dc.titleSolubility and partitioning of noble gases in anorthite, diopside, forsterite, spinel, and synthetic basaltic melts: Implications for the origin and evolution of terrestrial planet atmospheres.en_US
dc.creatorBroadhurst, Catherine Leigh.en_US
dc.contributor.authorBroadhurst, Catherine Leigh.en_US
dc.date.issued1989en_US
dc.publisherThe University of Arizona.en_US
dc.rightsCopyright © is held by the author. Digital access to this material is made possible by the University Libraries, University of Arizona. Further transmission, reproduction or presentation (such as public display or performance) of protected items is prohibited except with permission of the author.en_US
dc.description.abstractThe noble gas abundances and isotopic ratios of the terrestrial planets differ from each other and from the average of chondritic meteorites. These different abundance patterns result from primordial heterogeneities or different degassing histories. Magmatic transport is the only degassing mechanism that can be demonstrated to occur on Venus, Earth, and Mars, and is presently the dominant form of volatile transport to a planet's free surface. An alternative technique was developed to determine the partitioning and solubility of noble gases in mineral/melt systems. Natural end member minerals and synthetic melts known to be in equilibrium were held in separate crucibles in a one bar flowing noble gas atmosphere. Experiments were run 7-18 days at 1300 or 1332°C, in 99.95% Ar or a Ne-Ar-Kr-Xe mix. Gas concentrations were measured by mass spectrometry. The solubility of noble gases in minerals was surprisingly high, and individual samples of a particular mineral composition are distinct in their behavior. The data is consistent with lattice vacancy defect siting. Noble gas solubility in the minerals increases with increasing atomic number; this may be related to polarizability. Noble gas solubilities in melts decrease with increasing atomic number. Solubility is directly proportional to melt molar volume; values overlap the lower end of the range defined for natural basalts. The lower solubilities are related to the higher MgO and CaO concentrations and lower degree of polymerization and Fe³⁺ concentration in synthetic vs. natural melts. Partition coefficient patterns show a clear trend of increasing compatibility with increasing noble gas atomic number, but many individual values are > 1. Calculations show that the terrestrial planet atmospheres cannot have formed from partial melting of a common chondritic source. When results are examined with isotopic constraints and MOR and hot-spot activities, there is no compelling evidence that the Earth is substantially outgassed of its primordial or even its radiogenic volatiles. If volcanic degassing was mostly responsible for the atmospheres, then initial volatile abundances were Mars < Earth < Venus. Alternatively, roughly equal abundances could have been modified by catastrophic processes.en_US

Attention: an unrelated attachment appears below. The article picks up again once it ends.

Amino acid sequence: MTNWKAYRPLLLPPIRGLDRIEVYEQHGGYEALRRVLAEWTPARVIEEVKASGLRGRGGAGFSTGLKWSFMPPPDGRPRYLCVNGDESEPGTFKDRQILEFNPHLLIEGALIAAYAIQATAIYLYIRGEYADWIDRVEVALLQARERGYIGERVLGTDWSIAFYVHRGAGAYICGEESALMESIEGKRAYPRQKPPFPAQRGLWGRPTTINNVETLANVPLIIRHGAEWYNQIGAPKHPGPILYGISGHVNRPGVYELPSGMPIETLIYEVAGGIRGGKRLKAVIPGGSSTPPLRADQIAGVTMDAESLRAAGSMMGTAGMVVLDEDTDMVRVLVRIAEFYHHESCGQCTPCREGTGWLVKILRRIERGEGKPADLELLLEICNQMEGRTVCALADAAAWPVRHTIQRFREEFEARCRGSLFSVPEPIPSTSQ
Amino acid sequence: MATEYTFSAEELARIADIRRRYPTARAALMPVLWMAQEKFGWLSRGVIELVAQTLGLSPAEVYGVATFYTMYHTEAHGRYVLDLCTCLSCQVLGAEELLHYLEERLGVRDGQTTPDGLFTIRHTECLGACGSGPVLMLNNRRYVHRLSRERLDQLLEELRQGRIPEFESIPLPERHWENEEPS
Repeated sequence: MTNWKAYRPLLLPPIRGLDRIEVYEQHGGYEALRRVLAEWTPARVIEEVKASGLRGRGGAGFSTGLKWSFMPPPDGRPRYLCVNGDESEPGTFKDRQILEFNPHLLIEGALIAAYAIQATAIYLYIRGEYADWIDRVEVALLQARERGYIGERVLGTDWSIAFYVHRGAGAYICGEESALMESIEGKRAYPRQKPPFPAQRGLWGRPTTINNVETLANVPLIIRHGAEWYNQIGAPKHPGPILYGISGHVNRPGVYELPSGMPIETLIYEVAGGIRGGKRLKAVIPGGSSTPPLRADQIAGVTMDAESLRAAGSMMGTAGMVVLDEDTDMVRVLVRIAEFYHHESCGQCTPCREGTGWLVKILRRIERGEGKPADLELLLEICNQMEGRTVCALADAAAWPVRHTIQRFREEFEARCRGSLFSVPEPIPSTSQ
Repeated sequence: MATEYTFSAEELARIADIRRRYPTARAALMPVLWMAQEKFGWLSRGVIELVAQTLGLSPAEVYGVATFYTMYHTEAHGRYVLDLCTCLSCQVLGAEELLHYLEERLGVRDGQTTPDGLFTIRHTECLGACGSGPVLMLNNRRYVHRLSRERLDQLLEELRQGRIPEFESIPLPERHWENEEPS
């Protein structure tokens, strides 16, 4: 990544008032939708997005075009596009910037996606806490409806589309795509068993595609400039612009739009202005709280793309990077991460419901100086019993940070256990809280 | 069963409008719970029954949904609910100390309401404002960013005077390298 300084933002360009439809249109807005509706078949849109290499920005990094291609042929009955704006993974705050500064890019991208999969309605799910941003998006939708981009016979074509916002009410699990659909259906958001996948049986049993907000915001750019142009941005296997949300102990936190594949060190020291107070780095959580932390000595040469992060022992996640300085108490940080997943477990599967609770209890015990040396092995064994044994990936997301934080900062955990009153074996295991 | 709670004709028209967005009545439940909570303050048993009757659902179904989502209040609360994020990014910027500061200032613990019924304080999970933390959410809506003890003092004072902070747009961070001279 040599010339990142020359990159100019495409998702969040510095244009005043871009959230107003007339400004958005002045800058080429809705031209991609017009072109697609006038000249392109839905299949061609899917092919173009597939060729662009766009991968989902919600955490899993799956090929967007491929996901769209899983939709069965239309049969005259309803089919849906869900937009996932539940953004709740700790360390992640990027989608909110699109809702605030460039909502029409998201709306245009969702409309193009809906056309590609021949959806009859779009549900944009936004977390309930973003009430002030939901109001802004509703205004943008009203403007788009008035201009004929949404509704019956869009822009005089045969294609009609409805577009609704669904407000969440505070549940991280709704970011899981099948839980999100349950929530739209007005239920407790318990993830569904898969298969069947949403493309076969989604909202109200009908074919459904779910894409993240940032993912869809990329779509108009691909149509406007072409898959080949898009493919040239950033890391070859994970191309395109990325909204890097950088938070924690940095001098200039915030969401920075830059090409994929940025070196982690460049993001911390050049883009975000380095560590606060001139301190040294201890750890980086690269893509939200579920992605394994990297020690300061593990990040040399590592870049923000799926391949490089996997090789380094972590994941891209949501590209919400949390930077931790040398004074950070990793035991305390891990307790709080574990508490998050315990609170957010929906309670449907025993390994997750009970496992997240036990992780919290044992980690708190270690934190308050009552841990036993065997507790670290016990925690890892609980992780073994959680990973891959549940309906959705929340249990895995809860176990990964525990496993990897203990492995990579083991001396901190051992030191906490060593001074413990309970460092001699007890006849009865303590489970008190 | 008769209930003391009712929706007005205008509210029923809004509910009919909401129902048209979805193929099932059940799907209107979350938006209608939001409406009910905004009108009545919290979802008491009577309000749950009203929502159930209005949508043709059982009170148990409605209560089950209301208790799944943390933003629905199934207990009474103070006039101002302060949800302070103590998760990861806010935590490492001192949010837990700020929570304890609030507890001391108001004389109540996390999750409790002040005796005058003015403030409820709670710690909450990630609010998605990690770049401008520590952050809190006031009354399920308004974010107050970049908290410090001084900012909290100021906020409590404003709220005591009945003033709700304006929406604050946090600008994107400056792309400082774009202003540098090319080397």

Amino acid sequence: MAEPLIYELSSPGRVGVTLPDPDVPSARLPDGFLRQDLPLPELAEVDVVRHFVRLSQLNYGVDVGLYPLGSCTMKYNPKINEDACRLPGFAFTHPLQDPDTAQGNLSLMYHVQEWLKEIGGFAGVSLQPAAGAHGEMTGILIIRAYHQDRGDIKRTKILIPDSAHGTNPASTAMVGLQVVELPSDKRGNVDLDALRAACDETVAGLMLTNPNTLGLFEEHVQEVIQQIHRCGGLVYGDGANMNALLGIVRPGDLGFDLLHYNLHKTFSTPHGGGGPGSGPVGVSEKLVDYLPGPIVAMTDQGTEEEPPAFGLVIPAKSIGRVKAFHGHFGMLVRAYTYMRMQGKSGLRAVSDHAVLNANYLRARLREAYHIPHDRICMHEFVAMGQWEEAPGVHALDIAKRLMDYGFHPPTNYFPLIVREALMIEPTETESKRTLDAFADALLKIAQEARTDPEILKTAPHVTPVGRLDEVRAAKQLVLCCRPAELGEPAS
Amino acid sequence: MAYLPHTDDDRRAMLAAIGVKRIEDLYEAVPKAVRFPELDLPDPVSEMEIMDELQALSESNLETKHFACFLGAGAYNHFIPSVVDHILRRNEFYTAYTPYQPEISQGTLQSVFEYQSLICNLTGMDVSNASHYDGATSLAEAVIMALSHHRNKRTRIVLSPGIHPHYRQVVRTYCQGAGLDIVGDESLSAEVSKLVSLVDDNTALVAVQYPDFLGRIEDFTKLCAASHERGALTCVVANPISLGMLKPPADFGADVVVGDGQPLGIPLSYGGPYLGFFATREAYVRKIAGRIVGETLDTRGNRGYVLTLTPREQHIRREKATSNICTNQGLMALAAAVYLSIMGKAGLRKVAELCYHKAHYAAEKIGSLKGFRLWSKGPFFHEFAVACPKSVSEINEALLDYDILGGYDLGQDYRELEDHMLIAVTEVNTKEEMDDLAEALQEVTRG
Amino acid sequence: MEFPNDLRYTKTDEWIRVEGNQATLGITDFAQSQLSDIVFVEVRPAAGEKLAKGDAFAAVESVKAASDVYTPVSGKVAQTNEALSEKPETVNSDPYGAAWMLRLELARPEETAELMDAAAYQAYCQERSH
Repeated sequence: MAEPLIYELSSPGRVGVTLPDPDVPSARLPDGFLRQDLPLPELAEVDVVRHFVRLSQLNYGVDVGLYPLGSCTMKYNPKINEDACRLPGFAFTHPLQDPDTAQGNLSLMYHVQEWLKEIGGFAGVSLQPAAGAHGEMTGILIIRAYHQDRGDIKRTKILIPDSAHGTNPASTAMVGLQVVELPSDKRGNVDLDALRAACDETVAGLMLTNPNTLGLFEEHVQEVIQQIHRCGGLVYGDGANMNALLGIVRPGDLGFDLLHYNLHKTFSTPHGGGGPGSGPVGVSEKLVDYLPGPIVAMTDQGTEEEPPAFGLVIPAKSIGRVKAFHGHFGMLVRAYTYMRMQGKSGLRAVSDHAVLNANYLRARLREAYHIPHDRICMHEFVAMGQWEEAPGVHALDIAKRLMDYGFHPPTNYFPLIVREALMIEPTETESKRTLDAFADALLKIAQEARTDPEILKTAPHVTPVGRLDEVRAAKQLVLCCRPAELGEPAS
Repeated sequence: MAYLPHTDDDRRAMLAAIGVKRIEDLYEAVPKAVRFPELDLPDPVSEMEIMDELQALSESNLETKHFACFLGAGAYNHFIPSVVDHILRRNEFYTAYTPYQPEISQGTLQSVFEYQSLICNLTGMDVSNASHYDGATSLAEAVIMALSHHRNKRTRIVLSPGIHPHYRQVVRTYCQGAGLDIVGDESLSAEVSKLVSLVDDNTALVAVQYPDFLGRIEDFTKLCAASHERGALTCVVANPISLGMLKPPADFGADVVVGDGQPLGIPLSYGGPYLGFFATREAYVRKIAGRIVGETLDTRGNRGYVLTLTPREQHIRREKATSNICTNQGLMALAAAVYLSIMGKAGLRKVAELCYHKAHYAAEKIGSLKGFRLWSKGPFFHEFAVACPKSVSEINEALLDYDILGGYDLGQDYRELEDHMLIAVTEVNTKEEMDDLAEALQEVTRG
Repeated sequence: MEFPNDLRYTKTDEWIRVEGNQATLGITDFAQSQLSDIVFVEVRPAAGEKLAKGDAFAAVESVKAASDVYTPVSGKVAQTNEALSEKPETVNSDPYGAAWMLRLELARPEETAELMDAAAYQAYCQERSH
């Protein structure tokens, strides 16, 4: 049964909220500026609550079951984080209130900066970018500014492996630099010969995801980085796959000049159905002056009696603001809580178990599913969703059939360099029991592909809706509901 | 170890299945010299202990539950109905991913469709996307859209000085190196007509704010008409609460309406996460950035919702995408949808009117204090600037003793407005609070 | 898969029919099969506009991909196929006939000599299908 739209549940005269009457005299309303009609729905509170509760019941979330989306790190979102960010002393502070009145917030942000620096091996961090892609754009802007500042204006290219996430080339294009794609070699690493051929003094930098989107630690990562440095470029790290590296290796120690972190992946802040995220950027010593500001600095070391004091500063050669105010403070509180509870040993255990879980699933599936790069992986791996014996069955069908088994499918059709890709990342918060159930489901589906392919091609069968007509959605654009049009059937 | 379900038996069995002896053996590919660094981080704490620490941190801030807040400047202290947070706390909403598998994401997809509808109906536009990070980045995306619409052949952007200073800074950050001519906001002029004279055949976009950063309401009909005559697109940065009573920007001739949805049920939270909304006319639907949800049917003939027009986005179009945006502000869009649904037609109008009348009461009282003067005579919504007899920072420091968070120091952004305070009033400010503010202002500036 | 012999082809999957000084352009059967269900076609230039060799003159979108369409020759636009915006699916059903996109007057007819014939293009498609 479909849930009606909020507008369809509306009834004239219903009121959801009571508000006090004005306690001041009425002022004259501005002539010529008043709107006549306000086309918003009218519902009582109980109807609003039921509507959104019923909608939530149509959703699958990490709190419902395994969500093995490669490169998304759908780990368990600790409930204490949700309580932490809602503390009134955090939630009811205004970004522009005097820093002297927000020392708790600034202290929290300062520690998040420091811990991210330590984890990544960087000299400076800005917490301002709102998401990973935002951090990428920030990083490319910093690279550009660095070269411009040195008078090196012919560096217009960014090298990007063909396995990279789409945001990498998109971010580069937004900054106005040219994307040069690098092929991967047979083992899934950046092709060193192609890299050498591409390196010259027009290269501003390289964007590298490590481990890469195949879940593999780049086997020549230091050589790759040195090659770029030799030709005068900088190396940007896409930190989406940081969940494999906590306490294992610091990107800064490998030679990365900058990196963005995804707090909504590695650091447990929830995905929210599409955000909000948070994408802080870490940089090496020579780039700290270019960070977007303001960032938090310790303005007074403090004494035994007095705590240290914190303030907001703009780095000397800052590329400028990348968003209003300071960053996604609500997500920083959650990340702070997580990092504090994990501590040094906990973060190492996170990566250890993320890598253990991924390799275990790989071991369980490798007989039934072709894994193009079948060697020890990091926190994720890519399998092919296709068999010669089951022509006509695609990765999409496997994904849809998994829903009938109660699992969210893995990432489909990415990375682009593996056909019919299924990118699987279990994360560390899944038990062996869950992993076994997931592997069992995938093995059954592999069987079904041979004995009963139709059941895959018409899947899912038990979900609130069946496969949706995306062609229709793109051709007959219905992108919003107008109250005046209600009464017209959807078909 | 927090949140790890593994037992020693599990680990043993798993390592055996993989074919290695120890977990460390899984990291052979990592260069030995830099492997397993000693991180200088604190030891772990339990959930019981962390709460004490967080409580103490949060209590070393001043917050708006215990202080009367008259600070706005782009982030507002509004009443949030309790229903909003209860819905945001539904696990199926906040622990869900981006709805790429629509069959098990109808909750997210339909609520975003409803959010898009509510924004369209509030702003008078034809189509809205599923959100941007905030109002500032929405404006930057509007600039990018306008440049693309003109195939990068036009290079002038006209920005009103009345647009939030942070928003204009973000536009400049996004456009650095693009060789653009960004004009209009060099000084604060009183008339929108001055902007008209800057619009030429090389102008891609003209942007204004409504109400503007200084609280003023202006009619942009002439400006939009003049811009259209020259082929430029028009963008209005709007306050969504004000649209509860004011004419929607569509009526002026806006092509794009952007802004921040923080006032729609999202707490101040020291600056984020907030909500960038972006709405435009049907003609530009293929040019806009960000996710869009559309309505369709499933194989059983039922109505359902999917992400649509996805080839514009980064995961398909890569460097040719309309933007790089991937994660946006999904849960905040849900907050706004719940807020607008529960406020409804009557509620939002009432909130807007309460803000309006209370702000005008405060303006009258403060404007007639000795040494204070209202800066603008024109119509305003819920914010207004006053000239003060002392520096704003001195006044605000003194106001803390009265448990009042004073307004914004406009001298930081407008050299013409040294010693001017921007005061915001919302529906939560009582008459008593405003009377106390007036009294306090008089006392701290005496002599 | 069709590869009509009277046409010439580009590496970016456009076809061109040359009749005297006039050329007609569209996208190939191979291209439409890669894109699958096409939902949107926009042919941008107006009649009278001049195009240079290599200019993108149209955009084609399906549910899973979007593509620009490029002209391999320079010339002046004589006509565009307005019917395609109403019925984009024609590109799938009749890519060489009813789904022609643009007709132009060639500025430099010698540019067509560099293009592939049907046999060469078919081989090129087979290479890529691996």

dc.typetexten_US
dc.typeDissertation-Reproduction (electronic)en_US
dc.subjectPlanets -- Atmospheresen_US
dc.subjectGases, Rareen_US
thesis.degree.namePh.D.en_US
thesis.degree.leveldoctoralen_US
thesis.degree.disciplineGeosciencesen_US
thesis.degree.disciplineGraduate Collegeen_US
thesis.degree.grantorUniversity of Arizonaen_US
dc.contributor.advisorDrake, Michealen_US
dc.identifier.proquest9014665en_US
dc.identifier.oclc703610149en_US